Maat wrote: Someone explained to me once that it’s not about doing everything perfectly. It’s about knowing how to do everything perfectly, making the decision not to do everything perfectly, and knowing exactly why you were making that decision.

“The person who asked me to make XYZ asked for {this thing which I know is not documentable/correct} but they’re paying for it/asked for it” Okay, fine.  Make the thing. Make it they way they asked it to be made.  When you do your PR (and you were going to PR the thing, right?) make sure you call out “I did {this thing} because it was part of the commission but I know that it should really be done {this way}”.  Be explicit.  TADA.

*** I personally have no problem with someone making money on their art but be aware that it can be an issue.

3. Mind your PLQs
If you are rude, flaky, uncommunicative, confrontational or any of a thousand other things this is a consideration. In short, PLQ (Peer Like Qualities) is the short hand way of saying “is this person someone that I’d be happy if they were a new person’s first Laurel they ever met” “Do I think that they will be a source of ‘All Laurels are Mean’ stories?”

We see each other for only a handful of days throughout the year. This means that every interaction is magnified. For example, you meet me, for some reason I’m having a bad day and I am curt with you or (possibly) rude. You leave our interactions remembering that I am rude. It takes 10-20 additional good interactions to convince you that really, that rude interaction was the exception. Because we don’t run into each other every day it takes about 3 years for us to have 10-20 interactions. So for 3 years you are of the firm opinion that I’m rude.. and eventually you change your opinion. Still, it took 3+ years. Now magnify this and apply it to everyone you meet in the SCA. My only suggestion is when you realize that you have been rude/mean/dismissive/confrontational, talk to the person with whom you’ve interacted and do what you can to apologize and make amends.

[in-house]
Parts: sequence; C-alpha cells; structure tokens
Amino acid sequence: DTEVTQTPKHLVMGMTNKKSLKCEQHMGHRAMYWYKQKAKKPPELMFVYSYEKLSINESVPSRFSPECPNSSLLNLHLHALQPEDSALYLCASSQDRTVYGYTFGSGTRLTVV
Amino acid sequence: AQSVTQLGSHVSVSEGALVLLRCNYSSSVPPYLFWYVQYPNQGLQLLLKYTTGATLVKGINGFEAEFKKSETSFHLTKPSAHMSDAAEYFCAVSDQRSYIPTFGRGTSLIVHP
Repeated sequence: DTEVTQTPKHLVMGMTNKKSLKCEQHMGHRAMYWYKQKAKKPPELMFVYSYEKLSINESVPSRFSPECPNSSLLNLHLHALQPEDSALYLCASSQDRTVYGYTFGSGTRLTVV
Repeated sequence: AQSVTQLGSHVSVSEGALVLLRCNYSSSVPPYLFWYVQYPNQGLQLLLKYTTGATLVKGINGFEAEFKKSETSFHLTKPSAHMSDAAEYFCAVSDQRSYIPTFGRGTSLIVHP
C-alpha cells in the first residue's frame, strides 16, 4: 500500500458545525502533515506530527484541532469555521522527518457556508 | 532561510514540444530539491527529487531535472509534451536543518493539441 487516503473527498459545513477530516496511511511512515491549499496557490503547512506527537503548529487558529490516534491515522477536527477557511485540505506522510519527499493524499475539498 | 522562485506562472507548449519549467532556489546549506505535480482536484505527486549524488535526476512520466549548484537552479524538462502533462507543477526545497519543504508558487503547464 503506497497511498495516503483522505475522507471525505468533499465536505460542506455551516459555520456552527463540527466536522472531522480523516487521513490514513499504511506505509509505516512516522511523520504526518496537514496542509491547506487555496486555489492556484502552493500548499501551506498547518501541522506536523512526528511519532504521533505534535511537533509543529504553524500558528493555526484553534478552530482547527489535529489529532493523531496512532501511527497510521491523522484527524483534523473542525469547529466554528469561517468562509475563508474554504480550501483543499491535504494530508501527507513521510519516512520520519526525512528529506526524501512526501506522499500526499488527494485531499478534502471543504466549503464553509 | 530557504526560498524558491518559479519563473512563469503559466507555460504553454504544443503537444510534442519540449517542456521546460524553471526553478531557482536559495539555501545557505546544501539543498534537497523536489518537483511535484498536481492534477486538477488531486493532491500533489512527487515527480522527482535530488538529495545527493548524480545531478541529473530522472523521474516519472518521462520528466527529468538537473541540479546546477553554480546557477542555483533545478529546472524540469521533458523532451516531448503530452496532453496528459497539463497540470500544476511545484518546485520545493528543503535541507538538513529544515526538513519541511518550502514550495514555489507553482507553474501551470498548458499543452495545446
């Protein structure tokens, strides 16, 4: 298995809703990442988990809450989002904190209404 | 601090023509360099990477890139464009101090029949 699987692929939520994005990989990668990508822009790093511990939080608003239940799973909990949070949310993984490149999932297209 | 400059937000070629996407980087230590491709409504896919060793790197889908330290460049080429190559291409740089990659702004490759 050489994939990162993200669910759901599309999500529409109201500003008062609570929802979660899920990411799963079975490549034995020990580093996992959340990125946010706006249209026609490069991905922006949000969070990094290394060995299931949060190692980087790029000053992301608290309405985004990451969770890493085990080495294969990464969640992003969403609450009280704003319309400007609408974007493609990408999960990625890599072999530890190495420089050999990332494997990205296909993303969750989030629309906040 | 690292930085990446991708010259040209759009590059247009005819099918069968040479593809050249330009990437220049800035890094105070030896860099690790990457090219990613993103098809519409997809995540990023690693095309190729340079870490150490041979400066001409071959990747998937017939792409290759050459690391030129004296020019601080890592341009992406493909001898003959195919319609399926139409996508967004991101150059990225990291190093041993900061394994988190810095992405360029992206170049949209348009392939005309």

If you are doing a thing and have a deadline it’s understandable that sometimes things slip. Communicate about that. Let the people who are expecting you to deliver XYZ know as soon as possible that you will not/may not hit the deadline. There’s nothing more frustrating then receiving zero communication (or even worse, assurances that “everything is fine”) and then at the last minute being told that XYZ is not done. Be loud and fervent in communications. Make sure that the people who are depending on you know what is going on good or bad. Then if the thing does slip they can have plans in place to work around the slip.

Lastly, walk the walk. The easiest way to become a Laurel is to imagine what the perfect Laurel would do.. and then do that thing. Over time doing the “right” thing becomes second nature.

“I do all of this and I’m still not a Laurel”
If you are not an apprentice then I recommend you consider it. Your Laurel can help to guide you in ways that will help the Council to see you.

Next, be totally honest and go back and review these suggestions. Either you’re missing a step or a step which you thought was completed is not completed.